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3 Common SQL Server Security Issues and How to Prevent Them

3 Common SQL Server Security Issues and How to Prevent Them

When you install an SQL database, you do it with the hope that the system will work well. However, at one point or another, the users will almost always experience challenges. The most basic challenges to proactively address are security concerns, which can also result in the most damage if not tackled. The key to minimizing the amount of stress users experience with your system is ensuring that you keep performing routine checks and troubleshooting for possible problems. Here are 3 of the most common SQL server security issues and how you can avoid them:

The physical environment

When you start talking about data security, not many people think of the physical environment as a possible source of issues. However, there are many times when the physical environment threatens the security of the SQL servers more than anything else. The best protective measure that you can take to ensure that your databases are safe is locking down the physical environment. This added security prevents unexpected occurrences like a disgruntled employee ruining company records before departure. When installing the physical hardware that holds the data, have a list of employees who are authorized to access that particular part of the premises and educate them on why it is important to keep that part of the company secure at all times. The fewer the number of employees who have access to databases, the more secure your data will be.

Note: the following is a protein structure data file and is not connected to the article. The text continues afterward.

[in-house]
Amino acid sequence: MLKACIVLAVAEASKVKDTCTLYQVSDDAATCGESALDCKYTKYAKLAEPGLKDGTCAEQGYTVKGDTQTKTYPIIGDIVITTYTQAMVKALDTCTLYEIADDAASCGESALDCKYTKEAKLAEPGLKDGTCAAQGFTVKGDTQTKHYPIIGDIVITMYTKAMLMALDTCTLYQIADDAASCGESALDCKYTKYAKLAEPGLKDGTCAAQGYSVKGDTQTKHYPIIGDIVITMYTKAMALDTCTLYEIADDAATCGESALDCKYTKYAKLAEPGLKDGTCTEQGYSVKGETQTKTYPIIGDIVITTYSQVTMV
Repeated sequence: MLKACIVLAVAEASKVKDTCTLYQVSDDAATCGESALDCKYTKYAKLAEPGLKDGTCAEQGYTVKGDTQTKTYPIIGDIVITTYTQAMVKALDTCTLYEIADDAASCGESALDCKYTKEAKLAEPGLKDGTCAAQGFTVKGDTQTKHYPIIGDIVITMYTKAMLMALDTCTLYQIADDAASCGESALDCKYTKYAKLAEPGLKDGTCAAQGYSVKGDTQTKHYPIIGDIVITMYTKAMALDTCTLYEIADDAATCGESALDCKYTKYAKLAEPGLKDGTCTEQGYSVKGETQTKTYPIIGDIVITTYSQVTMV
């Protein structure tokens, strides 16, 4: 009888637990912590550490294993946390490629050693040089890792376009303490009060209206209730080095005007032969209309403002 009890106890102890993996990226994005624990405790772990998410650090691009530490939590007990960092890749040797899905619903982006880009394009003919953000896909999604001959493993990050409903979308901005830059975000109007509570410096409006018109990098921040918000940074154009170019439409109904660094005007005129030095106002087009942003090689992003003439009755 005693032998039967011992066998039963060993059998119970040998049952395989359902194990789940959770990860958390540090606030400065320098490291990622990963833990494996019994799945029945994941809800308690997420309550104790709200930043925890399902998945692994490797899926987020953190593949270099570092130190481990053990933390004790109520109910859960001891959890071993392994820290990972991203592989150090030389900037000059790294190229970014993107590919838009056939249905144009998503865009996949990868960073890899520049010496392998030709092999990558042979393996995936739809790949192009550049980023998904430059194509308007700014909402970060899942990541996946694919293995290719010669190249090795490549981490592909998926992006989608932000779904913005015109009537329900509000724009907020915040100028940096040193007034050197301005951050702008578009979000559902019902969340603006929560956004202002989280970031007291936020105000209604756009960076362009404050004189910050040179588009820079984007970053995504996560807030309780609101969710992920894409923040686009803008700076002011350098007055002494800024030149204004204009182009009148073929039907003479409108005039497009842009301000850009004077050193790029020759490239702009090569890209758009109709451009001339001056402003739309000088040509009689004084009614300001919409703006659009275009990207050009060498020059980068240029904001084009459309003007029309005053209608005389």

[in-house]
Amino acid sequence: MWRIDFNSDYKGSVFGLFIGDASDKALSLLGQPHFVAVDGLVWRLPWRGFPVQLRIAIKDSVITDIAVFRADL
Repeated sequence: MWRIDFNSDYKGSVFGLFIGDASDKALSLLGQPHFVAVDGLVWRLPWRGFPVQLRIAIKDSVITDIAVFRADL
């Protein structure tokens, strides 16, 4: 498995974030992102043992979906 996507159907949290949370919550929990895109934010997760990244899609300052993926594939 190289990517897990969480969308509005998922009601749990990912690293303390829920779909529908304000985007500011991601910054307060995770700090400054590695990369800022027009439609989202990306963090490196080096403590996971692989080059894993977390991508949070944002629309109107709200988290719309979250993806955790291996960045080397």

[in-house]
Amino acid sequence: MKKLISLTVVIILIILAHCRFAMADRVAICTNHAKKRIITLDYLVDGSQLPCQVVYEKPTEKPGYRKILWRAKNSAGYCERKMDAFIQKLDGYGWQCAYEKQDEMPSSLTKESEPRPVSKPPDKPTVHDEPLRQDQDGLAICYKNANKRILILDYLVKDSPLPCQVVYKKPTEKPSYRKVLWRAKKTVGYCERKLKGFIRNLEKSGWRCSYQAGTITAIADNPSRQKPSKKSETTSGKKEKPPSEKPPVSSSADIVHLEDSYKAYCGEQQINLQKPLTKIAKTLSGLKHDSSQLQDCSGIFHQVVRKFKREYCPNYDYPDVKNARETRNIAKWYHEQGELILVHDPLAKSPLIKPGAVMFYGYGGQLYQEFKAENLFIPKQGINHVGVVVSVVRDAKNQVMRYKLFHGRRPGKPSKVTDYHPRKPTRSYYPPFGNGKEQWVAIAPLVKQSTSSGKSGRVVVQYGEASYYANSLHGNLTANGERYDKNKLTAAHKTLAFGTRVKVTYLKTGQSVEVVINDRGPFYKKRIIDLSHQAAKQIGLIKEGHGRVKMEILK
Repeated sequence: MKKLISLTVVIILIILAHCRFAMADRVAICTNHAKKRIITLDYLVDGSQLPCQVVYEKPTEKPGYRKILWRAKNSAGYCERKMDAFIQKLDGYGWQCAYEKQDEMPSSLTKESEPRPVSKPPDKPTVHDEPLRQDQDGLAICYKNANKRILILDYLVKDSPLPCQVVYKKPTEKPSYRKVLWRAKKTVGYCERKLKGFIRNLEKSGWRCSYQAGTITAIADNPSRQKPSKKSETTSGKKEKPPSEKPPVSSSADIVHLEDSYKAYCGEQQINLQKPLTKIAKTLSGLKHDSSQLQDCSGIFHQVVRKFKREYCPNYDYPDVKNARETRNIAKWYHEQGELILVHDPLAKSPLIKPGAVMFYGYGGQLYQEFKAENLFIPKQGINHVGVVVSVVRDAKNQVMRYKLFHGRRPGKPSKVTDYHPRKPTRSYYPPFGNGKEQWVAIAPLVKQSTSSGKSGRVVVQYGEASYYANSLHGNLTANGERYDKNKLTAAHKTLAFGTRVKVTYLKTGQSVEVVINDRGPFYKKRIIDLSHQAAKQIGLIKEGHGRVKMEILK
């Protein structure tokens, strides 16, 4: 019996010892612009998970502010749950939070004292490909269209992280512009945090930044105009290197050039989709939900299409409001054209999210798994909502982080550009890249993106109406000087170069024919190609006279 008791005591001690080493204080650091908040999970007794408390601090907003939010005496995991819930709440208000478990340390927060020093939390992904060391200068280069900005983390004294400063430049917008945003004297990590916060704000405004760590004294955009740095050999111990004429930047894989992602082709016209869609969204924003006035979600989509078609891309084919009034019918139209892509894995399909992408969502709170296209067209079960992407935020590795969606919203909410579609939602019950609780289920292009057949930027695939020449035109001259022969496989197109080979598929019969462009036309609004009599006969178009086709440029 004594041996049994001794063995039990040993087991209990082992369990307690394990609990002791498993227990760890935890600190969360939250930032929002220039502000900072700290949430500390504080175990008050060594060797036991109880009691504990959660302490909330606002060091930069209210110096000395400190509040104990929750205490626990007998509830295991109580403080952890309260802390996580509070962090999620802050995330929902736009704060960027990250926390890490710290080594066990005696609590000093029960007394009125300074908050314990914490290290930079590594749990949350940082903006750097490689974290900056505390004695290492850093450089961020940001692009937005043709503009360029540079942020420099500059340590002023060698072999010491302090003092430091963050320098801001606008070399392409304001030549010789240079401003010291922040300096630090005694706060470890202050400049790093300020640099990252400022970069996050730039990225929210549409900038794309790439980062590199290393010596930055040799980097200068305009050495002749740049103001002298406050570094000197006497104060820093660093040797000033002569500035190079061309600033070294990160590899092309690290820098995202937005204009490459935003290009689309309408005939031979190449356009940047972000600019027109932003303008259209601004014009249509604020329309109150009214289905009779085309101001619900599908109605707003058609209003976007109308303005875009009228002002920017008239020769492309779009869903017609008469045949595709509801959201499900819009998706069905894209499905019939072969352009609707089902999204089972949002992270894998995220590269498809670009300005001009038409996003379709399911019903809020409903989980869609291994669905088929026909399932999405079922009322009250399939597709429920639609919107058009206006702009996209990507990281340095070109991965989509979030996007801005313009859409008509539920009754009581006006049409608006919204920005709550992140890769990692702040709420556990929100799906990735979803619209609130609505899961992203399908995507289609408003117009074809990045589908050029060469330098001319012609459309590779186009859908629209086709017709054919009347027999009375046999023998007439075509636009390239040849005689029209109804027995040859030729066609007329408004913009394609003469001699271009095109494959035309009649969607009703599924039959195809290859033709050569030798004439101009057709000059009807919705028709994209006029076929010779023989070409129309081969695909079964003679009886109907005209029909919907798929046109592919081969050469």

Weak network security

Another possible source of problems with your SQL server is the network. You’ll need a strong and stable connection to servers to prevent infiltration from viruses and other attacks on your system. To improve the security of the network, install firewalls and optimize on antivirus programs with the capacity of defending the system against even the strongest of malware attacks. Also, educate everyone who has access the SQL database about the importance of avoiding opening links which look suspicious or installing free software whose security is not known. Employee training should happen on a regular basis and include updates on relevant, recent threats.

Lack of updates

Your SQL database can face a serious security breach if database managers fail to maintain regular updates. Patch software updates are meant to help your security systems get the updates which have been made to them as soon as the updates occur. When you have patched your system, you are assured that few threats can penetrate your system or compromise your database.

One final word of wisdom: Avoid over-deployment of features on your SQL database. Rely on trusted IT experts to advise about updates that may surpass your system’s capacity with its addition of features. Too many features are not practically useful. An overly burdened system can easily be exploited by hackers. When you turn off the features that you do not really need, you get a streamlined system which is more difficult to penetrate or hack. Finally, perform security checks regularly and randomly to ensure that everything is working as it should to optimize security.

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